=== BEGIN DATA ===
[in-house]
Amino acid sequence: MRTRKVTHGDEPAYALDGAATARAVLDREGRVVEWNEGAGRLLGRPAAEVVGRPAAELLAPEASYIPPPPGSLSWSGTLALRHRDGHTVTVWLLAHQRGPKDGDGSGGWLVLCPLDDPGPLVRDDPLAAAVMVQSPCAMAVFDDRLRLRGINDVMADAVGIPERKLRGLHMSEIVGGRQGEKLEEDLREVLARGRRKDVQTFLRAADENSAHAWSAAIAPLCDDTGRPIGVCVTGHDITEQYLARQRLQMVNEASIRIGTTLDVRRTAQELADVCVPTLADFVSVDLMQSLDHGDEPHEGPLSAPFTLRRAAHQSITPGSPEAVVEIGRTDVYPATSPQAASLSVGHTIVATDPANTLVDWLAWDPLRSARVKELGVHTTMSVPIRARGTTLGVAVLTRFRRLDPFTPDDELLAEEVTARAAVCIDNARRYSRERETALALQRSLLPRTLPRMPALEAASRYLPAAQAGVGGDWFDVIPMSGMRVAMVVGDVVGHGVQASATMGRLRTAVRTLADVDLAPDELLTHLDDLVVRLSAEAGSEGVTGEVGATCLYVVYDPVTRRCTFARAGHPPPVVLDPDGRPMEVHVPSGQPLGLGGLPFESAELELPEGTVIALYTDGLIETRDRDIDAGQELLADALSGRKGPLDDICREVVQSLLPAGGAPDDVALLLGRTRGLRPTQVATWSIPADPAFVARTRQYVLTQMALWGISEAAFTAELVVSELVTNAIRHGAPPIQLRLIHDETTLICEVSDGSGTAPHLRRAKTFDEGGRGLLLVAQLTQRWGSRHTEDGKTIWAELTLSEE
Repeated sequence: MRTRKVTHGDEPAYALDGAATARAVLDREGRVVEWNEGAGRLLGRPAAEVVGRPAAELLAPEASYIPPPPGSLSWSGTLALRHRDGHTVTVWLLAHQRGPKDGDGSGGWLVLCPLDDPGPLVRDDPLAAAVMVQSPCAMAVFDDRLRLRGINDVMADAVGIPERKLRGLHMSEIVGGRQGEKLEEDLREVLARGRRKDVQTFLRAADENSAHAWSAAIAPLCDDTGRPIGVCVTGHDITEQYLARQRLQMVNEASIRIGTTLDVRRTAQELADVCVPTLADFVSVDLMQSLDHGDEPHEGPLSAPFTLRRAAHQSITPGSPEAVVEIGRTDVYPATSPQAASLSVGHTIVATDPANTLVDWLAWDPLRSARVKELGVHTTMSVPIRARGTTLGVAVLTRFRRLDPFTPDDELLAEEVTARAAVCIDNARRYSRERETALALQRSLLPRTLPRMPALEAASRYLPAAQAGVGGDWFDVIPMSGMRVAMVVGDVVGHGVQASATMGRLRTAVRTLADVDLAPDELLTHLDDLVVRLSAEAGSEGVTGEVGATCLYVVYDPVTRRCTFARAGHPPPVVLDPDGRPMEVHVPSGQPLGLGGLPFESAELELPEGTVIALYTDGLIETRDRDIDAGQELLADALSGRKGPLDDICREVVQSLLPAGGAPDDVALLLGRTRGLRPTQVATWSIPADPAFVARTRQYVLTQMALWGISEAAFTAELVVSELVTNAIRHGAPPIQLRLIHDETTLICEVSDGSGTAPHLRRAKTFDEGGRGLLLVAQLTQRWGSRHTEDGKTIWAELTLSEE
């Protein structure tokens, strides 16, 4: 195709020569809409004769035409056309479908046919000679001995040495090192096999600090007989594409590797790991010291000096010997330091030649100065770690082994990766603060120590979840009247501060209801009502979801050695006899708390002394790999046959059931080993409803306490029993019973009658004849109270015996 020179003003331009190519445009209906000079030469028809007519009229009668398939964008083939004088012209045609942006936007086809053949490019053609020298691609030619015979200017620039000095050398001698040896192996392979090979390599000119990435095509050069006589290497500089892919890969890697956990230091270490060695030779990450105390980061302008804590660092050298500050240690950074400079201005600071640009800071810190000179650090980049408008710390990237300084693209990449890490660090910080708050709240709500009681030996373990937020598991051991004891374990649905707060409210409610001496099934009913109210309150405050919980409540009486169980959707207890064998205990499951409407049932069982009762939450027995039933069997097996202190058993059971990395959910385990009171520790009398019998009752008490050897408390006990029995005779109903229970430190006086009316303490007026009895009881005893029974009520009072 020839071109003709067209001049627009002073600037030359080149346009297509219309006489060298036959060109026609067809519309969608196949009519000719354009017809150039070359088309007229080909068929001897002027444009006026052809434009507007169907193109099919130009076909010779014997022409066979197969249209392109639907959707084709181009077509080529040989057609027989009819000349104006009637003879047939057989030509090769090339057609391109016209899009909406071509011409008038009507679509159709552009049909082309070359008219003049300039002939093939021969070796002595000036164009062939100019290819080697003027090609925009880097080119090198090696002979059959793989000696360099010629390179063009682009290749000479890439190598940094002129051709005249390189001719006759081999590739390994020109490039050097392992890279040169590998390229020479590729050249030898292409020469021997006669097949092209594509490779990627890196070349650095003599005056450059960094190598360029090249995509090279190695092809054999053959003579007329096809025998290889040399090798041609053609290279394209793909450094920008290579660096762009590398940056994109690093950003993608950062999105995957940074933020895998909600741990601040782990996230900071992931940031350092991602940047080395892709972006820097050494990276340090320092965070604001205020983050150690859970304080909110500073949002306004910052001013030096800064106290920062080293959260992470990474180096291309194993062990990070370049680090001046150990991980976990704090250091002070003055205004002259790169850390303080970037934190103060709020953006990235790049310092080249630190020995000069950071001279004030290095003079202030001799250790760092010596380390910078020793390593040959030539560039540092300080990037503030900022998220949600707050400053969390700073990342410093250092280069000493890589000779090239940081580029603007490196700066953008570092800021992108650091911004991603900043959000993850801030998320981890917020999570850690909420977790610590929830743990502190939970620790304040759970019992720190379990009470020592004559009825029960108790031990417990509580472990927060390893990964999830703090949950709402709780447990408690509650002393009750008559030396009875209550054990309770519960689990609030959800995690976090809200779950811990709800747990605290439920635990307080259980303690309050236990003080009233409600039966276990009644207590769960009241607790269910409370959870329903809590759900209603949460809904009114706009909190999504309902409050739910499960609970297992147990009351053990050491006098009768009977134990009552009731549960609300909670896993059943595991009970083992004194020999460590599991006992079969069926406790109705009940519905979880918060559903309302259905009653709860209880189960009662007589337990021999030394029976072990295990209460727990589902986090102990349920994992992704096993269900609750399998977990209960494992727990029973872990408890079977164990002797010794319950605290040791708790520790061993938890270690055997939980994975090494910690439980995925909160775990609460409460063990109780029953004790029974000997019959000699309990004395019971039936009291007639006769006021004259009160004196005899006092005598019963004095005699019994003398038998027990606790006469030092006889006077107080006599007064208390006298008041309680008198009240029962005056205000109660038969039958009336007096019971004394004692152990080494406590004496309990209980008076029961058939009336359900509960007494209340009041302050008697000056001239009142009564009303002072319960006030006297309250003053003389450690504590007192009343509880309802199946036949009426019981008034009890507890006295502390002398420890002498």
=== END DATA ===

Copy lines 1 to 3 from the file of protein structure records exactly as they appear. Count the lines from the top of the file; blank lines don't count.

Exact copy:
[in-house]
Amino acid sequence: MRTRKVTHGDEPAYALDGAATARAVLDREGRVVEWNEGAGRLLGRPAAEVVGRPAAELLAPEASYIPPPPGSLSWSGTLALRHRDGHTVTVWLLAHQRGPKDGDGSGGWLVLCPLDDPGPLVRDDPLAAAVMVQSPCAMAVFDDRLRLRGINDVMADAVGIPERKLRGLHMSEIVGGRQGEKLEEDLREVLARGRRKDVQTFLRAADENSAHAWSAAIAPLCDDTGRPIGVCVTGHDITEQYLARQRLQMVNEASIRIGTTLDVRRTAQELADVCVPTLADFVSVDLMQSLDHGDEPHEGPLSAPFTLRRAAHQSITPGSPEAVVEIGRTDVYPATSPQAASLSVGHTIVATDPANTLVDWLAWDPLRSARVKELGVHTTMSVPIRARGTTLGVAVLTRFRRLDPFTPDDELLAEEVTARAAVCIDNARRYSRERETALALQRSLLPRTLPRMPALEAASRYLPAAQAGVGGDWFDVIPMSGMRVAMVVGDVVGHGVQASATMGRLRTAVRTLADVDLAPDELLTHLDDLVVRLSAEAGSEGVTGEVGATCLYVVYDPVTRRCTFARAGHPPPVVLDPDGRPMEVHVPSGQPLGLGGLPFESAELELPEGTVIALYTDGLIETRDRDIDAGQELLADALSGRKGPLDDICREVVQSLLPAGGAPDDVALLLGRTRGLRPTQVATWSIPADPAFVARTRQYVLTQMALWGISEAAFTAELVVSELVTNAIRHGAPPIQLRLIHDETTLICEVSDGSGTAPHLRRAKTFDEGGRGLLLVAQLTQRWGSRHTEDGKTIWAELTLSEE
Repeated sequence: MRTRKVTHGDEPAYALDGAATARAVLDREGRVVEWNEGAGRLLGRPAAEVVGRPAAELLAPEASYIPPPPGSLSWSGTLALRHRDGHTVTVWLLAHQRGPKDGDGSGGWLVLCPLDDPGPLVRDDPLAAAVMVQSPCAMAVFDDRLRLRGINDVMADAVGIPERKLRGLHMSEIVGGRQGEKLEEDLREVLARGRRKDVQTFLRAADENSAHAWSAAIAPLCDDTGRPIGVCVTGHDITEQYLARQRLQMVNEASIRIGTTLDVRRTAQELADVCVPTLADFVSVDLMQSLDHGDEPHEGPLSAPFTLRRAAHQSITPGSPEAVVEIGRTDVYPATSPQAASLSVGHTIVATDPANTLVDWLAWDPLRSARVKELGVHTTMSVPIRARGTTLGVAVLTRFRRLDPFTPDDELLAEEVTARAAVCIDNARRYSRERETALALQRSLLPRTLPRMPALEAASRYLPAAQAGVGGDWFDVIPMSGMRVAMVVGDVVGHGVQASATMGRLRTAVRTLADVDLAPDELLTHLDDLVVRLSAEAGSEGVTGEVGATCLYVVYDPVTRRCTFARAGHPPPVVLDPDGRPMEVHVPSGQPLGLGGLPFESAELELPEGTVIALYTDGLIETRDRDIDAGQELLADALSGRKGPLDDICREVVQSLLPAGGAPDDVALLLGRTRGLRPTQVATWSIPADPAFVARTRQYVLTQMALWGISEAAFTAELVVSELVTNAIRHGAPPIQLRLIHDETTLICEVSDGSGTAPHLRRAKTFDEGGRGLLLVAQLTQRWGSRHTEDGKTIWAELTLSEE